Coronavirus rocks Major League Baseball as 8 teams affected in first 9 days of season
Published Friday, July 31, 2020 2:03PM EDT Last Updated Friday, July 31, 2020 3:46PM EDT
Toronto Blue Jays left fielder Lourdes Gurriel Jr., left, watches teammate Teoscar Hernandez, right, spray sanitizer in the dugout during first inning MLB intersquad baseball action in Toronto on Friday, July 17, 2020. Major League baseball has been postponed due to COVID-19. THE CANADIAN PRESS/Nathan Denette
NEW YORK -- The coronavirus forced another change in Major League Baseball's schedule, bringing the league's total to eight teams affected in the first nine days of the season.
Friday's game between St. Louis and Milwaukee was postponed after two Cardinals players tested positive for the coronavirus.
The league announced the schedule change hours before the game was to be played. It said the postponement in Milwaukee is “consistent with protocols to allow enough time for additional testing and contact tracing to be conducted.”
The Cardinals said in a statement that they learned Thursday night about positive tests from samples collected Wednesday. Players and staff have been instructed to isolate in their hotel rooms in Milwaukee, and the club did not leave the hotel Friday for Miller Park.
“The team is currently conducting rapid testing of the entire travelling party, has implemented contact tracing, and will continue to self-isolate,” the team said.
The Brewers and Cardinals plan to resume their schedule Saturday night at Miller Park, pending results from the testing and contact tracing, and make up Friday's game as part of a doubleheader Sunday.
“We are supportive of Major League Baseball's decision to postpone today's game and look forward to playing our home opener as soon as conditions safely allow,” Brewers general manager David Stearns said in a statement. “The health and safety of our players and employees are, and will continue to be, our top priorities.”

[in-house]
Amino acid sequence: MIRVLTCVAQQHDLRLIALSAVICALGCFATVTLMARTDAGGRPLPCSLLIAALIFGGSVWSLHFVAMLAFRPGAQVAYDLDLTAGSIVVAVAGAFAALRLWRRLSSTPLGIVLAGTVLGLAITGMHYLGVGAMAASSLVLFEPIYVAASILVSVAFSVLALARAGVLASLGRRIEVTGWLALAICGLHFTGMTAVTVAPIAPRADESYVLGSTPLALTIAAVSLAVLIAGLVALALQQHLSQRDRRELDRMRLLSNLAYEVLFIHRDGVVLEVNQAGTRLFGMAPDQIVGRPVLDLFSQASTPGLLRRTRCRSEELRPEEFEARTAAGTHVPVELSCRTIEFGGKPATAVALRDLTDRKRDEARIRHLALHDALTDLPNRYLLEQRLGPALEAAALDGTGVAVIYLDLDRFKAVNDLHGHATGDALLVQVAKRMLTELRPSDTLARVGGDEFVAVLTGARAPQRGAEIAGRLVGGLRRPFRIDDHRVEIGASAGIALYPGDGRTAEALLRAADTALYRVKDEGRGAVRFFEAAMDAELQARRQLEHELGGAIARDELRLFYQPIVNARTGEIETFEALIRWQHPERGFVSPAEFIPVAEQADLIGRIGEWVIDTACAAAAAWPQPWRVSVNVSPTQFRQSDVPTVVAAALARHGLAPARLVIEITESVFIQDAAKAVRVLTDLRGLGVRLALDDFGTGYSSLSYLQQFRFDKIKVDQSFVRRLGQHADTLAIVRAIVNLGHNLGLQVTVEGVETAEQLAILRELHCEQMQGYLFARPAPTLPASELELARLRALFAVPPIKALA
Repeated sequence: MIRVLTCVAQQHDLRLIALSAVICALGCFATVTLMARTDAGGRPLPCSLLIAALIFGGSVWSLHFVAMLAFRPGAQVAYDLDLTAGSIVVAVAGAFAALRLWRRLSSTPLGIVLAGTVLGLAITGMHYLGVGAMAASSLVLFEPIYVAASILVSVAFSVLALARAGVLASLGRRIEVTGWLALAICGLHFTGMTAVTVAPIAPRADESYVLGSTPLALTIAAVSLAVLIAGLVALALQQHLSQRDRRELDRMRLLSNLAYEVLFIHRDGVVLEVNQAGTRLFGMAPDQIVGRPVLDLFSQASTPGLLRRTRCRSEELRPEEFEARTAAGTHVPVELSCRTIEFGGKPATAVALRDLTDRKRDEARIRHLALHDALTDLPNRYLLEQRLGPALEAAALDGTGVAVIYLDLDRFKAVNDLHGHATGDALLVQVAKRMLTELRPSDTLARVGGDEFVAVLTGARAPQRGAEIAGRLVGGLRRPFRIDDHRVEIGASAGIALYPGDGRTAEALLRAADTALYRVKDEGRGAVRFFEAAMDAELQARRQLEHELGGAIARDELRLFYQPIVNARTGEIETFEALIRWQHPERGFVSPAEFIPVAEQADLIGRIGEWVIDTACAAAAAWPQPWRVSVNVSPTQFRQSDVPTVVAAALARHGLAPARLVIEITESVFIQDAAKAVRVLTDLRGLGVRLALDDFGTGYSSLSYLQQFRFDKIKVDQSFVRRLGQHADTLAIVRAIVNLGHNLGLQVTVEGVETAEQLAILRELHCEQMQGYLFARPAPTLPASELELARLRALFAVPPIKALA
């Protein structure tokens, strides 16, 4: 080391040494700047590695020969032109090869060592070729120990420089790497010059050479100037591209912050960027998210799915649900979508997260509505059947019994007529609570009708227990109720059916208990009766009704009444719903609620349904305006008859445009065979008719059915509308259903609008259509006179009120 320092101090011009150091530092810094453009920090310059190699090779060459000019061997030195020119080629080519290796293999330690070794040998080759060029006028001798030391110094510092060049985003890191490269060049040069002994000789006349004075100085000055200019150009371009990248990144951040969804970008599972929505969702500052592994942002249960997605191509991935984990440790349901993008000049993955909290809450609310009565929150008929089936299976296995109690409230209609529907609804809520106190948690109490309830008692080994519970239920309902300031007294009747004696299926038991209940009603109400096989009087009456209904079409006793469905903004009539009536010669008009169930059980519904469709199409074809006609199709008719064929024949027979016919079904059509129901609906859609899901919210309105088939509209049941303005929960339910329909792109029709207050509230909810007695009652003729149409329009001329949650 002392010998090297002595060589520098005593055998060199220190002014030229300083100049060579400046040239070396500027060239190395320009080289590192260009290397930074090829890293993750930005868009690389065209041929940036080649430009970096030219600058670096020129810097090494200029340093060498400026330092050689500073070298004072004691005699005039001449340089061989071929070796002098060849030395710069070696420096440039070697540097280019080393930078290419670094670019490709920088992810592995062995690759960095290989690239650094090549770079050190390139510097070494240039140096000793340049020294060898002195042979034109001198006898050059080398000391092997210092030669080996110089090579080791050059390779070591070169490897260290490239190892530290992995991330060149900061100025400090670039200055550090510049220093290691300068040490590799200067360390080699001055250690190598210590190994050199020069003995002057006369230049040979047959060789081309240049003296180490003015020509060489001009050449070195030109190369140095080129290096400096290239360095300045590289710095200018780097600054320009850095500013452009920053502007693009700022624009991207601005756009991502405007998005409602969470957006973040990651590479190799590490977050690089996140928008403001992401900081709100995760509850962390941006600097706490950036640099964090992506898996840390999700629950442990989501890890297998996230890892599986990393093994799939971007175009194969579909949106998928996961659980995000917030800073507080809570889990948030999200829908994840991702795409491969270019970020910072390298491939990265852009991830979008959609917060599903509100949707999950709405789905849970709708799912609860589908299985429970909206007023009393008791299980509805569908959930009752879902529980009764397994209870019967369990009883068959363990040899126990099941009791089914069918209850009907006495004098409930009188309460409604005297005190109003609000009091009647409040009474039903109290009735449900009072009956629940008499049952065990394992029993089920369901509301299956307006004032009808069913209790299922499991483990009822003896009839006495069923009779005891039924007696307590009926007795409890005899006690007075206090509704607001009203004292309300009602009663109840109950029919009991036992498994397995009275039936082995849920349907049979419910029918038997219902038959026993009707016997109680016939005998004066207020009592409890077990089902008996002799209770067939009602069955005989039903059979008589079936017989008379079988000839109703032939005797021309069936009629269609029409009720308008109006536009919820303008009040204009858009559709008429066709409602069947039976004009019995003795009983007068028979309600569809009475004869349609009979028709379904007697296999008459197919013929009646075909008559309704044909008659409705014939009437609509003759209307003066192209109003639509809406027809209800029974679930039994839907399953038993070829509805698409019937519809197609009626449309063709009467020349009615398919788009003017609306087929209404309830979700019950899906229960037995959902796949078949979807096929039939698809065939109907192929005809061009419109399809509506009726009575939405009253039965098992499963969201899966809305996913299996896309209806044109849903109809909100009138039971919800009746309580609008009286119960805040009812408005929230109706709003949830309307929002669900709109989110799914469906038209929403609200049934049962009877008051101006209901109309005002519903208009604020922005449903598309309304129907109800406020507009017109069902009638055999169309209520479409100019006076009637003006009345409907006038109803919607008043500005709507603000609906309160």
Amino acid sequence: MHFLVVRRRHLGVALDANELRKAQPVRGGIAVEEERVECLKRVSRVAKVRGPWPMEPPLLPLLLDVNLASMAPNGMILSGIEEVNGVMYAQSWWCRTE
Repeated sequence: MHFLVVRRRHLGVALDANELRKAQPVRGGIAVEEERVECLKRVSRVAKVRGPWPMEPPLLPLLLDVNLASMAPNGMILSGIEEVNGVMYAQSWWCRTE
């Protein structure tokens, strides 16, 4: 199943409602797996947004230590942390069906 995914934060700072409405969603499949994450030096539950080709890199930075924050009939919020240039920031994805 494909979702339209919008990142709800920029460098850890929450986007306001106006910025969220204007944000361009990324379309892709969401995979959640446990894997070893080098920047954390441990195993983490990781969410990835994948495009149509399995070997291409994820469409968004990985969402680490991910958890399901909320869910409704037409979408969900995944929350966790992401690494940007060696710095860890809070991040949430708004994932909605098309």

Two other games scheduled for Friday involving the Marlins, Nationals, Blue Jays and Phillies had already been postponed because of an outbreak among Miami players and two positive tests on Philadelphia's coaching staff.
The Cardinals played in Minnesota on Tuesday and Wednesday before a scheduled day off Thursday. The Twins hosted Cleveland on Thursday night, and the Indians used the same visiting clubhouse as St. Louis.
It's uncertain if the Indians and Twins will move forward with their scheduled game Friday night. Cleveland planned to hold a team meeting early in the afternoon to discuss the situation.
A week into its virus-shortened season of 60 games in 67 days, Major League Baseball is scrambling to adjust its schedule.
The Marlins haven't played since Sunday, and Miami's situation has also led to schedule changes for the New York Yankees and Baltimore Orioles.
Miami learned Friday that another player tested positive, bringing its total to 18 players and two staff members, according to a person familiar with the situation. The person, who spoke to the AP on condition of anonymity because no announcement had been made, said none of the Marlins has shown serious symptoms.
The infected Marlins left Philadelphia in sleeper buses Friday to return to Miami, where they will remain together in quarantine, according to the person. The trip is expected to take about 18 hours.
The rest of the team will spend the weekend in isolation in Philadelphia, where the Marlins have been stranded since their outbreak began. It's uncertain when or where they will next play.
Officials were concerned that the latest Marlins positive test result came five days after the team was last together, when the Marlins beat Philadelphia.
To help make up all the postponements, MLB and the players' union agreed Thursday that doubleheaders this season will become a pair of seven-inning games. The league announced the change Friday.
The Brewers have never hosted a doubleheader at Miller Park, which has a retractable roof. The last twinbill in Milwaukee was Sept. 23, 2000, against the Pirates at Milwaukee County Stadium.
AP Sports Writer Steven Wine, Tom Withers and Steve Megargee, and Baseball Writer Ben Walker contributed to this report.